How Valve Saved Steam From Its Crisis of Confidence

Valve created Steam Greenlight as a way for developers to present their product to the world in the easiest way possible. Indie (independent) developers, with usually low budgets, would pay a $100 “hosting” fee and then can share screenshots, videos, and snippets of their game for people to vote on. Valve’s algorithms along with the gaming public’s voting choices allowed some great studios to come to prominence and some excellent games were produced.  But at the same time Valve realized their system was under manipulation, and the outcry of defunct backings burned brighter on shopper’s minds than the praises of the good ones.  If a game met Valve’s application requirements the developer would post their game on the site, players would vote for it, or not, and eventually, it would be seen by one of Valve’s ten curators.  If the project was “Greenlit” the game would show up on Valve’s store, Steam, and players would be able to buy it.

With Steam Direct Valve is hoping to streamline this process. Steam Greenlight was Valve’s way of publishing through democracy, but with over 12 million concurrent players a day, it is impossible for Valve’s ten person team to vet all the games that have been voted on. With Steam Direct Valve would collect a litany of information:

We will ask new developers to complete a set of digital paperwork, personal or company verification, and tax documents similar to the process of applying for a bank account.

in order to verify they’re a real business before proceeding any further. Then devs or studios would pay a fee, which has yet to be decided upon, for each game they wanted to post to Steam. With that fee being recoupable once sales were made.

Valve wants to make sure Steam’s shoppers are not only happy with the products they’re offered but are secure about their purchase decision before they hit that “Purchase” button, and I think Steam Direct is the best way to do this.

Steam Direct’s initial screening process, requiring tax and business documentation would make it more difficult for anyone with nefarious plans to steal the backer’s money or promote a product that does not deliver what it promises. The cash up front / fee is just another layer of consumer protection. Yes, it would be harder for game developers to enter the pipeline, but that’s the point. Genuine developers and studios, with the knowledge that their game is real and will be completed, are assured they will get their money back when the game sells – and the store is not inundated with scam artists or people that never intend to finish their game as promised.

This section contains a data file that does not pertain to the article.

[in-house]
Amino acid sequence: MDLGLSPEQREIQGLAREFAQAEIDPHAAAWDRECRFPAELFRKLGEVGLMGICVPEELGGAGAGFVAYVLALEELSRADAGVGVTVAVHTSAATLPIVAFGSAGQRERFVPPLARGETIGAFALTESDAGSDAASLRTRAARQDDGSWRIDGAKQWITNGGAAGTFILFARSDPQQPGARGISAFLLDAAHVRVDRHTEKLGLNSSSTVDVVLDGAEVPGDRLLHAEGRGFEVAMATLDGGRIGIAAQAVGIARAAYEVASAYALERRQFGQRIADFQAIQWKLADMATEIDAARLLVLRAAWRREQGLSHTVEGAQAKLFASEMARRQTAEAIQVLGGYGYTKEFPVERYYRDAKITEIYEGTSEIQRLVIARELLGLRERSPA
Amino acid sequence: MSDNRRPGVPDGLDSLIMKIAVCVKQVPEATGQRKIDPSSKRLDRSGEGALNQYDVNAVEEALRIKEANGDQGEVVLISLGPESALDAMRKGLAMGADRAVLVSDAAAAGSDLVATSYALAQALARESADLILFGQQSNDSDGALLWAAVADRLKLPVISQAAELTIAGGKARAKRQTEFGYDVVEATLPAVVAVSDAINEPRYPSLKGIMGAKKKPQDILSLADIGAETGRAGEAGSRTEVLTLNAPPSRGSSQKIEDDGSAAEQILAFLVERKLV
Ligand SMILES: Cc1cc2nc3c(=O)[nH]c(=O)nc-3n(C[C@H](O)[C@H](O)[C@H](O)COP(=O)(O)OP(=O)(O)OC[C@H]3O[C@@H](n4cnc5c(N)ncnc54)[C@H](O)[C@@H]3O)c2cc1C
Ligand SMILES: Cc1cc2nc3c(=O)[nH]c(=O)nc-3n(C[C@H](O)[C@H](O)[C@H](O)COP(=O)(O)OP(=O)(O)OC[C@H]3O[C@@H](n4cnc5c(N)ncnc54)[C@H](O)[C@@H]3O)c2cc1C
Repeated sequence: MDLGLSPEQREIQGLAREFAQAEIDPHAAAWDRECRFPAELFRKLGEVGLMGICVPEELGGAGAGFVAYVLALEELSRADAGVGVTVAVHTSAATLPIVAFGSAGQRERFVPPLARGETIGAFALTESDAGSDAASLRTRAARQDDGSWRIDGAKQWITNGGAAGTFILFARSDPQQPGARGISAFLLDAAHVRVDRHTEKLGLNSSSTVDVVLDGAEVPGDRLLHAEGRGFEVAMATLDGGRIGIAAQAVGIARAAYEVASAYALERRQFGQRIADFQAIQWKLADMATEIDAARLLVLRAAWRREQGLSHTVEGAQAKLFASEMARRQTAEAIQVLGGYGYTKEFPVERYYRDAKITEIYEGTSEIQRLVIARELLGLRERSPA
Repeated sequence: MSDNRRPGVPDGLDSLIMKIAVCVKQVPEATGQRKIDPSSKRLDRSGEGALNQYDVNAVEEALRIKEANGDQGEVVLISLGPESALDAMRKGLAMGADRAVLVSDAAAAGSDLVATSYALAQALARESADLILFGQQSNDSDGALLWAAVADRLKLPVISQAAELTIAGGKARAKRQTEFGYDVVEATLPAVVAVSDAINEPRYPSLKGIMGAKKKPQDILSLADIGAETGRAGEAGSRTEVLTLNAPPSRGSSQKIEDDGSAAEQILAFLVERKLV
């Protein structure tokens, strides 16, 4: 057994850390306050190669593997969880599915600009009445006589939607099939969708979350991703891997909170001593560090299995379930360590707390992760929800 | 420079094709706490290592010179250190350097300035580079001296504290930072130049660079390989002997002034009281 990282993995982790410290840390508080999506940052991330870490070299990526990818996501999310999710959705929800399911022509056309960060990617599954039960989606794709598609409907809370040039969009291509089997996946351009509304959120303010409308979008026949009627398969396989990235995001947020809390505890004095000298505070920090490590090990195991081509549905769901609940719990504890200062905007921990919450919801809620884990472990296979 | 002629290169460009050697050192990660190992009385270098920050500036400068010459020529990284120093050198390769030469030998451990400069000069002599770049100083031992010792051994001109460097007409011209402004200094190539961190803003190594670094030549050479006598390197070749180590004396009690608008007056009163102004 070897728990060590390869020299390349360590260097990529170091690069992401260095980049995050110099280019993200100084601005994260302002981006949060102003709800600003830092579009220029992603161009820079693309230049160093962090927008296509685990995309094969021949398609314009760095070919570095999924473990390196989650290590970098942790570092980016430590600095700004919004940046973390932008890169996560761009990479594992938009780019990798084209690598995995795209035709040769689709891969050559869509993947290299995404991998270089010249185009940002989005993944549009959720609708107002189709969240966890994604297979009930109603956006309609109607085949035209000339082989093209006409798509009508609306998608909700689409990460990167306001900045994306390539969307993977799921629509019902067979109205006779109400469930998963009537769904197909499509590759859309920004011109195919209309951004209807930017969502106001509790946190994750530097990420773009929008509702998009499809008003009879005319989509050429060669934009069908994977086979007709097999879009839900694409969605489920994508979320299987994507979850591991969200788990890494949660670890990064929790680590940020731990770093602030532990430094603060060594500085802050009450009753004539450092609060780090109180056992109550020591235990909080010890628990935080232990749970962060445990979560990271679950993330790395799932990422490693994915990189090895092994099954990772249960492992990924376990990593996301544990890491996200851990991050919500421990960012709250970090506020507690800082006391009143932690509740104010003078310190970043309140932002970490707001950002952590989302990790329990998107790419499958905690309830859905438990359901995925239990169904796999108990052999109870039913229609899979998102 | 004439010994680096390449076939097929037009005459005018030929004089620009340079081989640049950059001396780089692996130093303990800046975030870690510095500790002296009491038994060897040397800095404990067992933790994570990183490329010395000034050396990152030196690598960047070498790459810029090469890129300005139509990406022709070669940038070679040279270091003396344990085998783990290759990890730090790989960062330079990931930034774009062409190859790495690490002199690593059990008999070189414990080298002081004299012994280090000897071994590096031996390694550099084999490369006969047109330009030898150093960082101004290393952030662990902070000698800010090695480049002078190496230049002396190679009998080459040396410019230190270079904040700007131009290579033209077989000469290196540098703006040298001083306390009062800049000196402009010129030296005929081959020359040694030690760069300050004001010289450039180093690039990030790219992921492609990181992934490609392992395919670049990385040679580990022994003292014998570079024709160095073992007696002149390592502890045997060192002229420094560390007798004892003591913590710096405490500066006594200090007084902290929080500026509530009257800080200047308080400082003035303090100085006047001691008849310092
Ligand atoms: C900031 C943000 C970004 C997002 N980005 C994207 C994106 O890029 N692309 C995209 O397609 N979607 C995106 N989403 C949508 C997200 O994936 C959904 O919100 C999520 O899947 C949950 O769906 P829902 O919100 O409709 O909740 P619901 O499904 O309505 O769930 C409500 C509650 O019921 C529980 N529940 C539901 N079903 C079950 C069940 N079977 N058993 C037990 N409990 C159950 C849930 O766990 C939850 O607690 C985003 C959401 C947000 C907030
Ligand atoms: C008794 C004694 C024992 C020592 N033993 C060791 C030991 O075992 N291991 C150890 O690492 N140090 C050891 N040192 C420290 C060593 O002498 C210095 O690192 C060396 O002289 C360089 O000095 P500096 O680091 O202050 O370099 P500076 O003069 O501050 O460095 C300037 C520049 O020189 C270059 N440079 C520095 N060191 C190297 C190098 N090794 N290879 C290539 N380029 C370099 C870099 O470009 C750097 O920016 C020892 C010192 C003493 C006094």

It puts both parties at ease by creating a place in which customers and producers feel confident that the store will publish only quality products and people’s time and money will not be taken. Devs will no longer be worried that no one will invest in them because they or the dev next door might be illegitimate. Or be concerned about having to fight past half-finished and poorly made games so people can easily find them. Customers will no longer have to go through the tedium of looking through thousands of games on Greenlight to vote on, wondering which games will ever see the light of day and which ones carry malware.

This might not be Valve’s final iteration of their indie digital distribution platform, but each step they take provides developers better opportunities to shine and gets us closer to that final platform. With VR on the horizon, Valve has a massive opportunity to disrupt the digital media space. And by keeping consumer confidence high and continuing to aid the growth of up-and-coming developers, they’re only positioning themselves to succeed.

tl;dr
– After a couple of missteps and five years of rollercoaster success, Steam Greenlight has been put to rest.
– Pointed to the nearly unregulated volume of submissions, a sub-optimized submission process, and customer dissatisfaction as key factors.
– Wanted to create a more secure connection between the two parties, making it easier for studios to publish directly, and a streamlined shopping experience for gamers.
– In Spring 2017 Steam Direct will replace Greenlight, implement a quicker but more thorough screening process for devs, and provide the gamers with a shopping environment that is easier to navigate.
– With these new changes, Steam is cutting dead weight and cleaning up the process of self-publishing. Let’s see how it turns out. 

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